I don't know if it's just me or the people I talk to, but there's been some concern lately that the broader economy may not be able to support the endless rise in rare coin & note values that we've come to enjoy in the past few years (or decade, whichever way you look at it).
So attending an auction in an atmosphere of uncertainty can be an enlightening experience - we all bring our own views of the market to the table when we attend an auction, but that doesn't mean we entirely disregard the views (and bids!) of others in the auction room. I had my work cut out for me to view pretty much the entire Noble auction in the space of less than a day (I normally take 2-3 full days), and hadn't had a lot of time to absord the views of the other dealers in attendance. Any thoughts I had about a possible easing of demand across the board for numismatic items were quickly discarded once the auction got underway.
Competition for the best quality items was strong as usual, however given the sheer scope of material on offer (something like 13 * 1930 pennies alone!), the prices realized probably showed that there was a lot of material to digest through one sale. Since we've come to expect prices well above catalogue for truly superior quality items (be they coins or notes), when this type of material didnt match those levels there was the odd raised eyebrow.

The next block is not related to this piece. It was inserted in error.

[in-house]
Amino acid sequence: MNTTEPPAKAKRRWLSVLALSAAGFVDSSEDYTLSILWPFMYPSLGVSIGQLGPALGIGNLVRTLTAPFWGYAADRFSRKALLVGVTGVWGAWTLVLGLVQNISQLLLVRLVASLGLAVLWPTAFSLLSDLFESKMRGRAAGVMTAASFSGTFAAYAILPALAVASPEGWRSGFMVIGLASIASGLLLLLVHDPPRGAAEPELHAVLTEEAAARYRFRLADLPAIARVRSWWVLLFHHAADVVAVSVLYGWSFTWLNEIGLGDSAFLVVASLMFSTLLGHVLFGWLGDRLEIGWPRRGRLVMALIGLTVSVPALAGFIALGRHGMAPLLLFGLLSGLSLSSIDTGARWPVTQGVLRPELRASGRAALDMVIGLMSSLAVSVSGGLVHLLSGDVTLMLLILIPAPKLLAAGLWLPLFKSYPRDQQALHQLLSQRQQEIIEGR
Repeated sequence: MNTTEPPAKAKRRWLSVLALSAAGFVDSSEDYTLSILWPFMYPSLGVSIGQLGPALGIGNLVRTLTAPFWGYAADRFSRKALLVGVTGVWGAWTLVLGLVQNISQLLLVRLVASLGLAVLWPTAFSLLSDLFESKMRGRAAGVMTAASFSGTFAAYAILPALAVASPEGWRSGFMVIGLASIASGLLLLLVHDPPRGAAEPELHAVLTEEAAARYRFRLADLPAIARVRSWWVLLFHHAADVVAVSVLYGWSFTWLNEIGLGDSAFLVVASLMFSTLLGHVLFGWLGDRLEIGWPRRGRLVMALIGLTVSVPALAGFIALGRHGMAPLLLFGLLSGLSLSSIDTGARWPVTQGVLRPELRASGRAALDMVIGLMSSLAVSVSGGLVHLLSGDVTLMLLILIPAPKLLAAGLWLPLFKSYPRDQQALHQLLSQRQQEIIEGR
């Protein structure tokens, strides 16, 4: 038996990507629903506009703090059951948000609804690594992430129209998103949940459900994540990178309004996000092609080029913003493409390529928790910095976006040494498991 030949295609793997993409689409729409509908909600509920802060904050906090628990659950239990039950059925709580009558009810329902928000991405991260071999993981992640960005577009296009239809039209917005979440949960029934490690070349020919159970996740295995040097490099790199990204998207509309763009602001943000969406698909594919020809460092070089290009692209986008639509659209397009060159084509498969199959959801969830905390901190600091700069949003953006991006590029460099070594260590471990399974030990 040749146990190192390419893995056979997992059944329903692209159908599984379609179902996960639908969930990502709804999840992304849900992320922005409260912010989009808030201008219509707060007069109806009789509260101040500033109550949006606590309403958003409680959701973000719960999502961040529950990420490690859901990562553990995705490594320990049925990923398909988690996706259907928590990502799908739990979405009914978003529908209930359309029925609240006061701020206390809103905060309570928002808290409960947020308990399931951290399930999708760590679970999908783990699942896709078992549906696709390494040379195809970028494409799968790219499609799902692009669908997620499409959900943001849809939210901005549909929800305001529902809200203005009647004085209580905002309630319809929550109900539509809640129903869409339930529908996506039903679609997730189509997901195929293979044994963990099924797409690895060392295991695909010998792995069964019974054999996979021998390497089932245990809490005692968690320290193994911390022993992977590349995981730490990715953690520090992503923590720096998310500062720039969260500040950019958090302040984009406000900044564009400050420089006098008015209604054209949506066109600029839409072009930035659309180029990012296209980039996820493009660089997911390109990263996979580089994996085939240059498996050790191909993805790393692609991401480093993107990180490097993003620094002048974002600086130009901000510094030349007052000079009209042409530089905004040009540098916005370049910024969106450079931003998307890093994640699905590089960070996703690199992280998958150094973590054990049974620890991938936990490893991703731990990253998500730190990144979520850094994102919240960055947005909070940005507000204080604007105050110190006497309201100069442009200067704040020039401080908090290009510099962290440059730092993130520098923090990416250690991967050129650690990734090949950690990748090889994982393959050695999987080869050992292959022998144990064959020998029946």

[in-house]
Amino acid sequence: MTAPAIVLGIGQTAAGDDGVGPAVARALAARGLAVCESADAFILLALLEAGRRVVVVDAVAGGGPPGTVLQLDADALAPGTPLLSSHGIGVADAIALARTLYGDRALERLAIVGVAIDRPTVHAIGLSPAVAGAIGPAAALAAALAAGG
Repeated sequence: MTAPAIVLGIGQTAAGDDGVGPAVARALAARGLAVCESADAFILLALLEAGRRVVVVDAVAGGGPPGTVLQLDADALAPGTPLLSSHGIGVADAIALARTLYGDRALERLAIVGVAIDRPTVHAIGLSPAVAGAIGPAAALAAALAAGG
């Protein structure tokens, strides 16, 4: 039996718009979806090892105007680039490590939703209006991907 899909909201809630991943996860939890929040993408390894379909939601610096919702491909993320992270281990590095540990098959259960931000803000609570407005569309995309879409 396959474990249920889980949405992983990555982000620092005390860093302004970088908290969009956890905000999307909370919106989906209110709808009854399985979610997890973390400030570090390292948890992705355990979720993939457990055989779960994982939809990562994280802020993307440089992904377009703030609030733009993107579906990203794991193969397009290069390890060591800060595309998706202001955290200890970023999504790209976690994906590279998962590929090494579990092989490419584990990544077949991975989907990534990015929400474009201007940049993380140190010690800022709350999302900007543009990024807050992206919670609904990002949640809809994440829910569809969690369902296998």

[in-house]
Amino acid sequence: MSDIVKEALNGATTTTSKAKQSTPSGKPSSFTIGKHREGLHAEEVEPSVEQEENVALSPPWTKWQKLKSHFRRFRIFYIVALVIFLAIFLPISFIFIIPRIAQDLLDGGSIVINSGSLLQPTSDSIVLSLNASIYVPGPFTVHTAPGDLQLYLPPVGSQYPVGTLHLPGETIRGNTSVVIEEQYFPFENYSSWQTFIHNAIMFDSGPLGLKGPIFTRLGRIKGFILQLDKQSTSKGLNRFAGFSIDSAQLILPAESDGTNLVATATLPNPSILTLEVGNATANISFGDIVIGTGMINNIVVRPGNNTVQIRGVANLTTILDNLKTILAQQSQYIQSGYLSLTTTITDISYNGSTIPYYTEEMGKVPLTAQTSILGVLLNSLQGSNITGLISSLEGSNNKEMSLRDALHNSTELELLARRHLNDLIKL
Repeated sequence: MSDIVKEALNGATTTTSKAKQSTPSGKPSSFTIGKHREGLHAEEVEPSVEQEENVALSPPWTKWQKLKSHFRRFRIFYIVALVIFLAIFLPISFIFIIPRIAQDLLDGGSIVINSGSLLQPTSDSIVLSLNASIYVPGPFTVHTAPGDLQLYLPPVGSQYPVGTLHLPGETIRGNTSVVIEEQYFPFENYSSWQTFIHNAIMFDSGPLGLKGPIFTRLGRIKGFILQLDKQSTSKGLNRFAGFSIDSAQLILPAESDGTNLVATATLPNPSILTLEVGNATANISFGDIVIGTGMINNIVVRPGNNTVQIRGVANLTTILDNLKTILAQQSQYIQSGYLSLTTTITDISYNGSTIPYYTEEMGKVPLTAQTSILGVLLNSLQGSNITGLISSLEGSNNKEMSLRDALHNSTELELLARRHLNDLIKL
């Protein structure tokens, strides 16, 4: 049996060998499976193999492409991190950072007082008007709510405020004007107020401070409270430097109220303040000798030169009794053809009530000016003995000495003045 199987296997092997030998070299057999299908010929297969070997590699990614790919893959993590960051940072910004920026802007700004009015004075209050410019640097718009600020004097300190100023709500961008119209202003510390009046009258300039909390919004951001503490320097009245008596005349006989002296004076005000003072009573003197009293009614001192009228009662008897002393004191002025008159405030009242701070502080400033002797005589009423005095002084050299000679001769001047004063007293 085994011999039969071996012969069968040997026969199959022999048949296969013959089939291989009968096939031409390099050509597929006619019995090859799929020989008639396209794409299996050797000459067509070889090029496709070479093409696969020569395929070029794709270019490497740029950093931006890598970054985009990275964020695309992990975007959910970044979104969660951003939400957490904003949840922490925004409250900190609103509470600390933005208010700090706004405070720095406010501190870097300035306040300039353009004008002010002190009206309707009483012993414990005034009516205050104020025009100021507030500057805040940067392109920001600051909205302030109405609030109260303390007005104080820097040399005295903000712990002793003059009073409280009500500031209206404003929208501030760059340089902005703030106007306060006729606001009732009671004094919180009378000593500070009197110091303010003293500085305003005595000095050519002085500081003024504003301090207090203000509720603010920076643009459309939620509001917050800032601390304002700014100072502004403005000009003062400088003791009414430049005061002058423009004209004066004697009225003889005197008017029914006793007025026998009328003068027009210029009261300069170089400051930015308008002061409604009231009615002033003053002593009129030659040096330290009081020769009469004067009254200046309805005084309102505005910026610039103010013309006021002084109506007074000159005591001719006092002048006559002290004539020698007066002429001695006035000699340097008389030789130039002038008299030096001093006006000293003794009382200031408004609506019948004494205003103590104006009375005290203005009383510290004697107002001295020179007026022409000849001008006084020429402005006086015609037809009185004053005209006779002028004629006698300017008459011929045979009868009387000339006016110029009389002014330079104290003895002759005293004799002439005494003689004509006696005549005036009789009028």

Although the term "among the finest known" is probably bandied about as much the hoary old chestnut "You just don't see 'em like that", the pre-decimal coins in the Wilson collection were truly superb. Many coins would have graded MS 65 and possibly even higher, a few items I'd never seen even approaching in that condition. As usual however, the Aussie gold probably wasn't particularly strong (how this can be the case when precious metal coins are pretty much always the most keenly sought items on eBay at the moment is beyond me), but all the other areas were reasonably solid.
That the credit crunch is starting to make an impact on not only mortgage rates, disposable income and enthusiasm to invest in anything other than cash hasn't seem to have hit the Australian numismatic market yet, let's see how the next 6 months go before breathing out a sigh of relief.